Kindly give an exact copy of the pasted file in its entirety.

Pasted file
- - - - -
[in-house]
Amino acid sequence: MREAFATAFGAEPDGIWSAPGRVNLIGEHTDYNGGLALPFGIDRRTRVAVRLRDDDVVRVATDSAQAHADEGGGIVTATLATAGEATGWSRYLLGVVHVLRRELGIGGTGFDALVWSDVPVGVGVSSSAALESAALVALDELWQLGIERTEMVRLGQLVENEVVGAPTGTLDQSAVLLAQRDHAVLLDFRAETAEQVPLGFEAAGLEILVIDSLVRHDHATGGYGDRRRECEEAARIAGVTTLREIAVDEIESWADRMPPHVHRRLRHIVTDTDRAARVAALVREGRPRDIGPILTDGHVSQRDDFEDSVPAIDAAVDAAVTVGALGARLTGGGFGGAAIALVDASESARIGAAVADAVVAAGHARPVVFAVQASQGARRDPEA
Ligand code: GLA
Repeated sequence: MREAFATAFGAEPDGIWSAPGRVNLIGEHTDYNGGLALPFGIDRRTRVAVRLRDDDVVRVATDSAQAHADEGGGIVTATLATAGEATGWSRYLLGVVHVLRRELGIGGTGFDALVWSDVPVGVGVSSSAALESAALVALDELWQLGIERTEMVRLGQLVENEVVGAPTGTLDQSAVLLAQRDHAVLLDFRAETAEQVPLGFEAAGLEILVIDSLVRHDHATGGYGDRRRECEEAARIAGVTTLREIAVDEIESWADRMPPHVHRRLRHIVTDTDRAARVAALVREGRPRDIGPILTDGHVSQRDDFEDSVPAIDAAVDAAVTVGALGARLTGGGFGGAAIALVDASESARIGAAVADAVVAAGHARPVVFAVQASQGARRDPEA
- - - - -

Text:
[in-house]
Amino acid sequence: MREAFATAFGAEPDGIWSAPGRVNLIGEHTDYNGGLALPFGIDRRTRVAVRLRDDDVVRVATDSAQAHADEGGGIVTATLATAGEATGWSRYLLGVVHVLRRELGIGGTGFDALVWSDVPVGVGVSSSAALESAALVALDELWQLGIERTEMVRLGQLVENEVVGAPTGTLDQSAVLLAQRDHAVLLDFRAETAEQVPLGFEAAGLEILVIDSLVRHDHATGGYGDRRRECEEAARIAGVTTLREIAVDEIESWADRMPPHVHRRLRHIVTDTDRAARVAALVREGRPRDIGPILTDGHVSQRDDFEDSVPAIDAAVDAAVTVGALGARLTGGGFGGAAIALVDASESARIGAAVADAVVAAGHARPVVFAVQASQGARRDPEA
Ligand code: GLA
Repeated sequence: MREAFATAFGAEPDGIWSAPGRVNLIGEHTDYNGGLALPFGIDRRTRVAVRLRDDDVVRVATDSAQAHADEGGGIVTATLATAGEATGWSRYLLGVVHVLRRELGIGGTGFDALVWSDVPVGVGVSSSAALESAALVALDELWQLGIERTEMVRLGQLVENEVVGAPTGTLDQSAVLLAQRDHAVLLDFRAETAEQVPLGFEAAGLEILVIDSLVRHDHATGGYGDRRRECEEAARIAGVTTLREIAVDEIESWADRMPPHVHRRLRHIVTDTDRAARVAALVREGRPRDIGPILTDGHVSQRDDFEDSVPAIDAAVDAAVTVGALGARLTGGGFGGAAIALVDASESARIGAAVADAVVAAGHARPVVFAVQASQGARRDPEA